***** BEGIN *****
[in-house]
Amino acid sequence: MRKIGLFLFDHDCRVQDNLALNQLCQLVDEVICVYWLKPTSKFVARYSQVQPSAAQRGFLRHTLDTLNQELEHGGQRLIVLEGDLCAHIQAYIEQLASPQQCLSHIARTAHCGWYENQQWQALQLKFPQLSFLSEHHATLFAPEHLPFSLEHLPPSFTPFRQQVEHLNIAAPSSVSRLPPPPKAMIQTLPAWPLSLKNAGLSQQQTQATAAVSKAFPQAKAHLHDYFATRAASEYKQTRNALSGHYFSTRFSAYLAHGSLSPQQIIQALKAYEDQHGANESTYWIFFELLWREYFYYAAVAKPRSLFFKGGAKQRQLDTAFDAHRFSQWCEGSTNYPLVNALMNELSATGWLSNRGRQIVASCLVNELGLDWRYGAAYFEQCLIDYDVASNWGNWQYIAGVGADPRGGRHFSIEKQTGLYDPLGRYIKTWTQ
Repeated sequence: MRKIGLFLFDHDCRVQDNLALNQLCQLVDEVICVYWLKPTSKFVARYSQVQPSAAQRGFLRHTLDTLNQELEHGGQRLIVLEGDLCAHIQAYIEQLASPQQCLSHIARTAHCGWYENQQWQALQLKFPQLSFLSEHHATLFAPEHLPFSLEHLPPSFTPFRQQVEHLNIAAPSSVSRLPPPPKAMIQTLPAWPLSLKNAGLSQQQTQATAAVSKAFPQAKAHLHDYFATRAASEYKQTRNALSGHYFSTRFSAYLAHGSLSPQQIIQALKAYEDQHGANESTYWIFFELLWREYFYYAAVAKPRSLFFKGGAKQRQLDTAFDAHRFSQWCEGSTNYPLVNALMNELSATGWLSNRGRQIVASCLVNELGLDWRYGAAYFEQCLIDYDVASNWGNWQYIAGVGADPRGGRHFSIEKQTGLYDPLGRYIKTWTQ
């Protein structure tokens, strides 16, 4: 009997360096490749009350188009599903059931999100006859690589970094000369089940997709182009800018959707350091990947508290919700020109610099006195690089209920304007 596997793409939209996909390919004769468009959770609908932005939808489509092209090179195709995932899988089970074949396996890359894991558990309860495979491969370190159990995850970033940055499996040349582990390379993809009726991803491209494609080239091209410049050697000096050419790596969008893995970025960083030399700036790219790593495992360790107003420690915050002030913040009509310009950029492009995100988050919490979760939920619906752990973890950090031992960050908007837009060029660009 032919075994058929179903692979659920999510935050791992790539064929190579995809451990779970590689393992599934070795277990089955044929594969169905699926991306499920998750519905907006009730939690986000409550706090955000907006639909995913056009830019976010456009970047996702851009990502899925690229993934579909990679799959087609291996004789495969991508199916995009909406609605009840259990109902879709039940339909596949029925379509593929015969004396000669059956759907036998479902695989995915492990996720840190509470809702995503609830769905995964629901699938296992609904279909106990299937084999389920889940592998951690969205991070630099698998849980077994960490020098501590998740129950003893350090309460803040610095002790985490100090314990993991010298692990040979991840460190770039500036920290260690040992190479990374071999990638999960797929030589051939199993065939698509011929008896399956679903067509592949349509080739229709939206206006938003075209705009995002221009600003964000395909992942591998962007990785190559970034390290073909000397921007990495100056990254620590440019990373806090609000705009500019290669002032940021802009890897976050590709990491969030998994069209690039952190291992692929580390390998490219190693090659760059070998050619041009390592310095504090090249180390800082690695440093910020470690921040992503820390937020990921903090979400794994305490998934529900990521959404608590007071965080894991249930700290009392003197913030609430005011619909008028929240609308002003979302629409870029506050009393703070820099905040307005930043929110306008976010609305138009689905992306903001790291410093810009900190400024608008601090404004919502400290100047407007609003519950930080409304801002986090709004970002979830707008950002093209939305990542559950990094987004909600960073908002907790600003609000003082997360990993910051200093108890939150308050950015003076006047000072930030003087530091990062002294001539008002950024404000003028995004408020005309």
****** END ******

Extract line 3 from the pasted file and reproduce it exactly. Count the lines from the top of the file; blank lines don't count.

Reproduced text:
Repeated sequence: MRKIGLFLFDHDCRVQDNLALNQLCQLVDEVICVYWLKPTSKFVARYSQVQPSAAQRGFLRHTLDTLNQELEHGGQRLIVLEGDLCAHIQAYIEQLASPQQCLSHIARTAHCGWYENQQWQALQLKFPQLSFLSEHHATLFAPEHLPFSLEHLPPSFTPFRQQVEHLNIAAPSSVSRLPPPPKAMIQTLPAWPLSLKNAGLSQQQTQATAAVSKAFPQAKAHLHDYFATRAASEYKQTRNALSGHYFSTRFSAYLAHGSLSPQQIIQALKAYEDQHGANESTYWIFFELLWREYFYYAAVAKPRSLFFKGGAKQRQLDTAFDAHRFSQWCEGSTNYPLVNALMNELSATGWLSNRGRQIVASCLVNELGLDWRYGAAYFEQCLIDYDVASNWGNWQYIAGVGADPRGGRHFSIEKQTGLYDPLGRYIKTWTQ